Gouri Dange: Where’s the Indian guy?

28 Dec,2011

By Gouri Dange


I have a question. The Indian diaspora in the US amounts to some… wait, let me Wiki it… ok, here it is: “According to the 2010 US Census, the Asian Indian population in the United States was 1,678,765 in 2000 and grew to 2,843,391 in 2010, a growth rate of 69.37 percent, the highest for any Asian American community, and among the fastest growing ethnic groups in the United States.” (Now ‘fastest growing’ meaning the existing ones are having babies all over the place, or more of our compatriots are joining the hordes there? My statistics-challenged mind is not able to figure that one out. But I digress.)

The point that is noteworthy is that in spite of this sizable presence, Indians are rarely seen as part of the script in most sitcoms, romcoms, detective serials, and courtroom or hospital dramas. Now why is that?

Before Indian readers instantly start getting all grumpy about this fact and talk about poor representation and discrimination and all of that, I think we Indians have a hand in this invisibility too. It’s because of the way most Indians are seen to live in the US. Indians by and large (and getting larger) stick to their own kind, work hard, and are not seen as people who hang around coffee shops named Central Perk or shoot baskets with colleagues or sit at the bar after a long day in the courtroom.

The overall impression (partly right, partly wrong) is that they work long hours (take a look at ‘Asok’ from the Dilbert comic strip), scurry home or to an Indian restaurant or to a theatre showing a Bollywood movie or to an Indian wedding (synonymous with a Bollywood movie most times). This is why Indians perhaps simply do not form part of the script or landscape of American TV shows. And I rarely or never see an Indian name in the crew credits either.

The only famous Indian who appeared once on Oprah pouted and neighed her way through the whole show in a hilariously wannabe accent, in a forgettable appearance some years ago. And of course she showed Oprah how to wear a sari. Now if that isn’t typecasting ourselves…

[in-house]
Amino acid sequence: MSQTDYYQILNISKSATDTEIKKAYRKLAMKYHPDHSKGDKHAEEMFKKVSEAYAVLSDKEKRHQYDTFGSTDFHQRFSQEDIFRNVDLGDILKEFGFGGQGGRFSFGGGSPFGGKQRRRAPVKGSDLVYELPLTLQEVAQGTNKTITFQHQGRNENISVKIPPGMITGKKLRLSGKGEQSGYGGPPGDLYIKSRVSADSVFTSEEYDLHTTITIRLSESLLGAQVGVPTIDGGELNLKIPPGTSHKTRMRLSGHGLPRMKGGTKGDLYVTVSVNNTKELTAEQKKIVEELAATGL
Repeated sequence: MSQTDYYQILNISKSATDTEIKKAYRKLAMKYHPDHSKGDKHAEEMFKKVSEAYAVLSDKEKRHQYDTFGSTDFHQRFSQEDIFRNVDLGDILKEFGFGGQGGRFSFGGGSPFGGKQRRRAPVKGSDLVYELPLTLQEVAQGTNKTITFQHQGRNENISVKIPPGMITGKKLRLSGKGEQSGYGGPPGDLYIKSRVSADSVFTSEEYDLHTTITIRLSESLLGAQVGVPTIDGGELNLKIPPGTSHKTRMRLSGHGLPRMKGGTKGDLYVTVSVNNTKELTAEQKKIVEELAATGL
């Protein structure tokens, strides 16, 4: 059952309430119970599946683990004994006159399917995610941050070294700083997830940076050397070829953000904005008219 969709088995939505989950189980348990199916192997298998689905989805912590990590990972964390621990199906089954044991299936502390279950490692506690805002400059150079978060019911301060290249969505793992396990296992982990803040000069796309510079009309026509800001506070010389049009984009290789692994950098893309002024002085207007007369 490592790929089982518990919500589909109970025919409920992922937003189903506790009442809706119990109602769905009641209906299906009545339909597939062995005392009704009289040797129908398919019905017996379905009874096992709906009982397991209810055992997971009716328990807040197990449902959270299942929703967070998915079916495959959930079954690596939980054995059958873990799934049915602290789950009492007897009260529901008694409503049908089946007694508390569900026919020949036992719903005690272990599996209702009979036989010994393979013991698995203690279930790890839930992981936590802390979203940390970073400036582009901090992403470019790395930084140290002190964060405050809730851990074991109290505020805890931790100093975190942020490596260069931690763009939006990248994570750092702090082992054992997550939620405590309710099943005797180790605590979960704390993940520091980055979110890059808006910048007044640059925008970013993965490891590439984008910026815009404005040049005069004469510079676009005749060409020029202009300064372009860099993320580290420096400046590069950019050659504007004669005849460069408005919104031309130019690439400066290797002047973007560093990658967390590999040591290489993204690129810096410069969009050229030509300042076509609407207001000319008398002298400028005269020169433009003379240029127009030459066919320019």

As for fiction characters, there is Apu on The Simpsons. He is predictably the owner of a grocery store and has eight children. (Again, I’m not COMPLAINING here, I am just pointing out how we are perceived.) Hilariously, one scene particularly sticks in my mind: When everyone is making sand castles or other fun stuff on the beach, Apu is industriously making a replica of – what else – The Taj Mahal. And when someone knocks it down inadvertently, he takes great umbrage and cries out in bitter outrage: “You have desecrated our National Monument, you fat American!”

Only recently has an Indian girl called Priya been worked into the Big Bang Theory (Z Café). But already we know that her mother would kill her if she knew she was seeing this boy.

In the hospital comedy Scrubs (FX, Star World, Z Café) too, very few Indians are visible, though we know for sure that in real life, US hospitals are stacked high with Indian doctors. All you see in Scrubs, at the most, is a frightened looking sort of Indian-sub-continent intern as part of the backdrop. I also recently spotted what was supposed to be a Sikh doctor sitting with senior doctors Kelso and Perry on an episode of Scrubs, but he was wearing something like a maroon lacquer box with a thin border of tinsel on his head, which they were trying to pass off as a turban. Strange.